“Early Learning in the United States”: 2018 Fact Sheets

early learning in the united states

The Center for American Progress has released its 2018 fact sheets profiling early childhood education needs and costs for each of the 50 states plus the District of Columbia. Each fact sheet includes information regarding both family needs and the state’s coverage of those needs.

The fact sheets divide the information into three categories: the Current Situation, How the State is Falling Short, and Opportunities. Each fact sheet includes the same text describing each category:

  • The Current Situation: Child care and preschool are necessities for working families, but the high price of care puts them out of reach for most. Parents are faced with impossible choices and are left weaving together a patchwork of care or making career sacrifices that affect their families’ economic security. [State] needs to increase public investment in order to make affordable, high-quality child care and preschool a reality for families and providers.
  • How [State] is Falling Short: Existing early learning supports are inadequate. Child care subsidies do not cover the cost of high-quality care, and they fail to reach the majority of those in need. State preschool programs are underfunded and rarely provide universal access for 3- and 4-year-olds. The limited revenues available to early learning programs leave the early childhood workforce woefully underpaid and restrict access to high-quality care to only the highest-income families.
  • Opportunities: Expanding the child care subsidy system to cover all low- and middle- income families and providing universal preschool for all 3- and 4-year-olds are two critical steps [State] can take to support working families. Increasing public investment in the early learning system in this way would lead to substantial benefits for children, families, and the broader state economy.

However, the data within each category provides a clear image of the needs within each state as well as the differences between states. Under The Current Situation, the sheets list:

  • The number of children in the state under six years old
  • The percent of children under 6 with all available parents in the workforce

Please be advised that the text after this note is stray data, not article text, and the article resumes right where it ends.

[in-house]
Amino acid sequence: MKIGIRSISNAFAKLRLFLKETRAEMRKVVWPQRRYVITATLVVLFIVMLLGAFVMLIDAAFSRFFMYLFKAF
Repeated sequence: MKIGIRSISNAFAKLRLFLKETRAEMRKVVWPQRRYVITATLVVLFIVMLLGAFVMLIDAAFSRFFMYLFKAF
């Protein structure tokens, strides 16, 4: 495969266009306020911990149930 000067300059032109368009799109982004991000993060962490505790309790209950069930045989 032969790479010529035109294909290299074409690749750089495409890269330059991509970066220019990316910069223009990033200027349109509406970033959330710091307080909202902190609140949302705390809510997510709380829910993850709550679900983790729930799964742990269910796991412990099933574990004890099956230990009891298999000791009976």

• The average annual child care tuition for two children
  • The percent of median income the average family spends on child care for two children
  • The percent of summer income the average family spends on summer child care
  • The number of parents making career sacrifices due to issues with child care

Under How [State] is Falling Short, the data includes:

  • The percent of children in low-income families that receive child care subsidies
  • The percent of 4-year-olds served by public preschool
  • The gap between the true cost of high-quality infant care and the current subsidy rate
  • The percent of income the median family would pay to cover the true cost of high-quality child care for two children
  • The median hourly wage for child care workers
  • The edian hourly wage for preschool teachers

Finally, under Opportunities, the data includes:

  • The number of young children that would be served by an expanded child care subsidy system
  • The average annual family savings if child care costs were capped at 7 percent of family income, the U.S. Department of Health and Human Service’s definition of affordable child care expenses.
  • The estimated annual state economic benefit of affordable child care (in millions)
  • The estimated annual state economic benefit of universal preschool (in millions)

There are clear differences between the states:

  • In North Dakota, only 13 percent of four-year-olds are served by public preschool, while in Oklahoma, 84 percent of four-year-olds are served.
  • In the District of Columbia, the average family earning median income and with two children would have to spend 55 percent of their income on child care, while in neighboring Maryland, such a family would spend only 27 percent of their income.
  • Nearly 21 percent of children in low-income families receive child care subsidies in New York, versus only 5.4 percent in Nevada.

Given these disparities, and the funding gaps overall, the findings are stark.

Most states’ policies fall short of providing the investment necessary to make affordable, high-quality early learning programs a reality for working families. On average, states provide child care subsidies to less than 1 in 7 children in low-income families, and these subsidies only cover a fraction of the cost of providing high-quality child care. This causes workers to struggle as well; the average child care employee in every state makes less than $13 per hour.

CAP hopes that state policymakers and advocates will use the fact sheets “to identify their state’s opportunities for improvement and to highlight the importance of enacting policies that support young children’s learning, families’ economic security, and state economies.”

(Note: To understand how hard it is for policymakers to find an overall picture of early childhood education data in their state, see our earlier piece Many States Lack Integrated Early Childhood Education Data Systems.)

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